Social Media Claim
No evidence that ‘smart people’ quote is Socrates
A Facebook post from September 8, 2019, features a quote attributed to ancient Greek philosopher Socrates.
AAP FactCheck examined a Facebook post from September 8, 2019 by an Australian member of the Hellenic Paideia ΕΛΛΗΝΙΚΗ ΠΑΙΔΕΙΑ group featuring a quote attributed to the ancient Greek philosopher Socrates.
The quote reads: “Smart people learn from everything and everyone, average people from their experiences, stupid people already have the answers.”
The post has attracted one comment and more than 20 shares and 40 reactions.
The Hellenic Paideia ΕΛΛΗΝΙΚΗ ΠΑΙΔΕΙΑ is a public Facebook group with more than 960 members. The self-described “study group” states that it has “no leaders or teachers” and that “everyone will be on an equal footing as fellow students”.
Ancient Greek philosopher Socrates (right) is regarded as one of the fathers of Western philosophy and Plato (left) was his student.
Born in 470 BC to a stonemason and a midwife, Socrates is credited as the man who introduced the concept that "virtue is knowledge" and is regarded as one of the fathers of Western philosophy. He wrote nothing and most of what survives was recorded by the philosopher Plato, who was his student, and the historian Xenophon.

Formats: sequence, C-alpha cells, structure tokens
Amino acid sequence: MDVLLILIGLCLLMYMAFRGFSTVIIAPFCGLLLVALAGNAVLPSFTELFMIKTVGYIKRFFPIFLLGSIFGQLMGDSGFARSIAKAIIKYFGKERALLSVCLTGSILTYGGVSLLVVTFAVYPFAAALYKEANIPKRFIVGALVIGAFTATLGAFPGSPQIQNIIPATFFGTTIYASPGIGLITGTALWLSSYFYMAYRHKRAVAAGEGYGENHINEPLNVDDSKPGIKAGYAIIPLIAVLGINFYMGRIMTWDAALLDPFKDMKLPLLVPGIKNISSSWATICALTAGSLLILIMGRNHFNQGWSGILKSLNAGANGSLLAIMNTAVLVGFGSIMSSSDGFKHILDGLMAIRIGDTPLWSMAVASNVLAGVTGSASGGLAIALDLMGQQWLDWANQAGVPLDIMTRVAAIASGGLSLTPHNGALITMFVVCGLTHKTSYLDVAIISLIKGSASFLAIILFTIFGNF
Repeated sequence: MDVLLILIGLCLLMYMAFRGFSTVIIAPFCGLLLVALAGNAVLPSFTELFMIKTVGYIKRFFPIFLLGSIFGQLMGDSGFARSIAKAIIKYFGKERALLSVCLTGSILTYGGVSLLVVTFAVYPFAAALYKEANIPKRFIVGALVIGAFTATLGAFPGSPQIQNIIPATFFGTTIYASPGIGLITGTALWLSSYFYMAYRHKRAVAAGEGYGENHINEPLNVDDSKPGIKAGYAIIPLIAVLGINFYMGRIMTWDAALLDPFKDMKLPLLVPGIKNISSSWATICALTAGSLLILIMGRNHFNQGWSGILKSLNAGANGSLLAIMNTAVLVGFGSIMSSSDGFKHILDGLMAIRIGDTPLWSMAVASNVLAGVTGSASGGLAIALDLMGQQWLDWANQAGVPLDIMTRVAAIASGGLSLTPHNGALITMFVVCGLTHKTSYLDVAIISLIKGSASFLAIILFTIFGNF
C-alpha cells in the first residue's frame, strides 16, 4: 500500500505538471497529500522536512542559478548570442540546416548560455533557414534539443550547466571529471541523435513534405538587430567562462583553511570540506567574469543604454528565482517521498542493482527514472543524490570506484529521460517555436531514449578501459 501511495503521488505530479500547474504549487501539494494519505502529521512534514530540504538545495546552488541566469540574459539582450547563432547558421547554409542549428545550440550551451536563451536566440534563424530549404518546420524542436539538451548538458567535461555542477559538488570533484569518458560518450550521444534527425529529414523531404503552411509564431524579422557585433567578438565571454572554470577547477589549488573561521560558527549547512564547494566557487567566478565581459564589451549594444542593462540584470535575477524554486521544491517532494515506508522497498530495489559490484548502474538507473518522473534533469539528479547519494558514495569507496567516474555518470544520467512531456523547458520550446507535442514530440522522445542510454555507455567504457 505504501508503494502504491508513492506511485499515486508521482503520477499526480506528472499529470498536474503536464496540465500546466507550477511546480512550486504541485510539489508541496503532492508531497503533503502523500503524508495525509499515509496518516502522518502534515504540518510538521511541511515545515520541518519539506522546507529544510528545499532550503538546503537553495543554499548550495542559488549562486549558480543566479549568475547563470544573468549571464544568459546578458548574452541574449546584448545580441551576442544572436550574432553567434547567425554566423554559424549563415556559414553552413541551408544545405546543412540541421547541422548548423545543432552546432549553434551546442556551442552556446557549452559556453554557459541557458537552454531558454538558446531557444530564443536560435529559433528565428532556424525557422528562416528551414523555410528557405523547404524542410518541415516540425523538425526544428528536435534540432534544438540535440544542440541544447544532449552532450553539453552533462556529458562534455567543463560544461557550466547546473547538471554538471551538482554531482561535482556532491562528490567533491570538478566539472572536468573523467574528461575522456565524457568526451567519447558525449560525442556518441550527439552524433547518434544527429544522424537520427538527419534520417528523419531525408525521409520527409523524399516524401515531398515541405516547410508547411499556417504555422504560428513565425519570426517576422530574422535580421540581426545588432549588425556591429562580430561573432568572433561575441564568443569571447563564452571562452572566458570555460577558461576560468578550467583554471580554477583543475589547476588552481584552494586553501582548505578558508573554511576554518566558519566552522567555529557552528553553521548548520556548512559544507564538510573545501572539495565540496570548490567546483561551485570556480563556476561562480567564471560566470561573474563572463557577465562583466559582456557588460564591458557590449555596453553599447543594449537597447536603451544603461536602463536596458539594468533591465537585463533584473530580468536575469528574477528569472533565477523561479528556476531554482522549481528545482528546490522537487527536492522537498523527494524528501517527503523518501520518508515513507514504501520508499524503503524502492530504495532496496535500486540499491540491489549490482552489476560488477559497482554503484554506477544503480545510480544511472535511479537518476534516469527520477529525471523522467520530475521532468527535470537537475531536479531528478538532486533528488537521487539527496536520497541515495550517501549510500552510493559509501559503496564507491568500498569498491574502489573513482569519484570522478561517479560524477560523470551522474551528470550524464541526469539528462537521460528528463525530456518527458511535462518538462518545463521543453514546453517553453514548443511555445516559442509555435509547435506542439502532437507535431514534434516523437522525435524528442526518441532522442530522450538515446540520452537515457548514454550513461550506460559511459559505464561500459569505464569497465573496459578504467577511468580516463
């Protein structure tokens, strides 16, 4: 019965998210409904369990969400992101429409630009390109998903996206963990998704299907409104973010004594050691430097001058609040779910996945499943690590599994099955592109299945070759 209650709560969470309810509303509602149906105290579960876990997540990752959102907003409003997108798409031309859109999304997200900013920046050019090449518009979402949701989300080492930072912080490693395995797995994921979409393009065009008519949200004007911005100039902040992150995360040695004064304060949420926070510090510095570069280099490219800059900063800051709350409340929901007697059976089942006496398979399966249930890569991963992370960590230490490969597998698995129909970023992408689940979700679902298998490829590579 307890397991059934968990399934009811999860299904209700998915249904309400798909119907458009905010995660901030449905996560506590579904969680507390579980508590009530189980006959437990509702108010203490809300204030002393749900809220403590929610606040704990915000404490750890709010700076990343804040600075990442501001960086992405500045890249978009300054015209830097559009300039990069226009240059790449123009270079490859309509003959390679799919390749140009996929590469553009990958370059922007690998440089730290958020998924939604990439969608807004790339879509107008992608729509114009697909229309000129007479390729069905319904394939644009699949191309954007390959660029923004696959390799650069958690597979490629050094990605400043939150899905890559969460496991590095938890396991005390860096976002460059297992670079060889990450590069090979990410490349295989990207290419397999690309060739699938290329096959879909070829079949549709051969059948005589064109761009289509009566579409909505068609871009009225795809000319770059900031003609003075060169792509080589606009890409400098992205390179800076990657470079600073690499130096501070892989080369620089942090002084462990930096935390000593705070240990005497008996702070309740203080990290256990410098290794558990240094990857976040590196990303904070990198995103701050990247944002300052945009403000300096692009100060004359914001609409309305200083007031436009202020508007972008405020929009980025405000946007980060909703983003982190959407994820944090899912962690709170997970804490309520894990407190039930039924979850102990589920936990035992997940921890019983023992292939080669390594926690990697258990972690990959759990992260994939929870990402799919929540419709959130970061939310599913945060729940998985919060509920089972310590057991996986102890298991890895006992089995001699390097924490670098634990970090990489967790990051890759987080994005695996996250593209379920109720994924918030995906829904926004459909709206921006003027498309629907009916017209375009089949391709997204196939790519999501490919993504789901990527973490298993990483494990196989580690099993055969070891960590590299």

Plato’s dialogues are considered the most reliable representations of what Socrates said. Recorded by Plato, Socrates challenged his accusers’ arguments by using a series of questions aimed at discerning the truth of a topic in a technique that became known as the Socratic Method.
AAP FactCheck sought the opinion of academics regarding the authenticity of the purported Socrates quote.
Philosophy lecturer David Bronstein of the UNSW (the University of NSW) said scholars agree that Plato knew “the real historical Socrates well and that some of the views Plato attributes to his character were probably held by the real historical figure”.
He told AAP FactCheck the quote didn’t “ring a bell” as being from Plato’s dialogues but that it might be a “paraphrase of a passage”.
Dirk Baltzly, a professor and head of philosophy with University of Tasmania, said the quote matched “nothing I know of in our major sources: Plato and Xenophon”.
“Sometimes people take very liberal approaches to translation and this could be someone’s notion of how to capture the spirit, rather than the letter, of some passage that is familiar me or other specialists. But it’d be a very, very creative translation of the ancient Greek. I certainly don’t recognise it,” he told AAP FactCheck.
Based on this evidence, AAP FactCheck found the attribution of the quote to Socrates to be misleading or based on incomplete evidence as two experts on the philosopher stated the quote is at best a paraphrasing or a “very creative” translation.
- Mixture - The claim of the content is a mixture of accurate and inaccurate, or the primary claim is misleading or incomplete.
First published September 23, 2019, 15:22 AEST